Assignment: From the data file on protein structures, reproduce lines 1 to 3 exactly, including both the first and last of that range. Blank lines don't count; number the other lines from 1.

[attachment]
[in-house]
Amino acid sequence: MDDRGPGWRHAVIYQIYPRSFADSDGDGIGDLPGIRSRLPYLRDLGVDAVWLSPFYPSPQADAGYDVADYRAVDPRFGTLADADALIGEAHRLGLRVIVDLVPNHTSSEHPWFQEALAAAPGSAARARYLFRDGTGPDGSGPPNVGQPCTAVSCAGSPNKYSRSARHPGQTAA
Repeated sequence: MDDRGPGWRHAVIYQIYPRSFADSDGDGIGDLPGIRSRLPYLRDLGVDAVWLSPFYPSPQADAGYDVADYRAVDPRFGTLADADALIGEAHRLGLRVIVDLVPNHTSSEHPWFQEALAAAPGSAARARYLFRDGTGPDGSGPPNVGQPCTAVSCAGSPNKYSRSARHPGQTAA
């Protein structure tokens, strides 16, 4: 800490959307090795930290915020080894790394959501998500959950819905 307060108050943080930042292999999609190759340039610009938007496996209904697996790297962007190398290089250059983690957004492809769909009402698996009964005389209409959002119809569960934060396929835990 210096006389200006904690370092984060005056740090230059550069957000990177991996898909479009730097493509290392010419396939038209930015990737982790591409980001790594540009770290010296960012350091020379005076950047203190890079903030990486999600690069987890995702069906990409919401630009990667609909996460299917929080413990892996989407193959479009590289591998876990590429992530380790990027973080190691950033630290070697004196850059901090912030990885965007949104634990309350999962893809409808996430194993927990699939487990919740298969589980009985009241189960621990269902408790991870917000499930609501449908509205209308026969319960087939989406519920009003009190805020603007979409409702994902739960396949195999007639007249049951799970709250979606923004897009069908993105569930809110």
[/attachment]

[in-house]
Amino acid sequence: MDDRGPGWRHAVIYQIYPRSFADSDGDGIGDLPGIRSRLPYLRDLGVDAVWLSPFYPSPQADAGYDVADYRAVDPRFGTLADADALIGEAHRLGLRVIVDLVPNHTSSEHPWFQEALAAAPGSAARARYLFRDGTGPDGSGPPNVGQPCTAVSCAGSPNKYSRSARHPGQTAA
Repeated sequence: MDDRGPGWRHAVIYQIYPRSFADSDGDGIGDLPGIRSRLPYLRDLGVDAVWLSPFYPSPQADAGYDVADYRAVDPRFGTLADADALIGEAHRLGLRVIVDLVPNHTSSEHPWFQEALAAAPGSAARARYLFRDGTGPDGSGPPNVGQPCTAVSCAGSPNKYSRSARHPGQTAA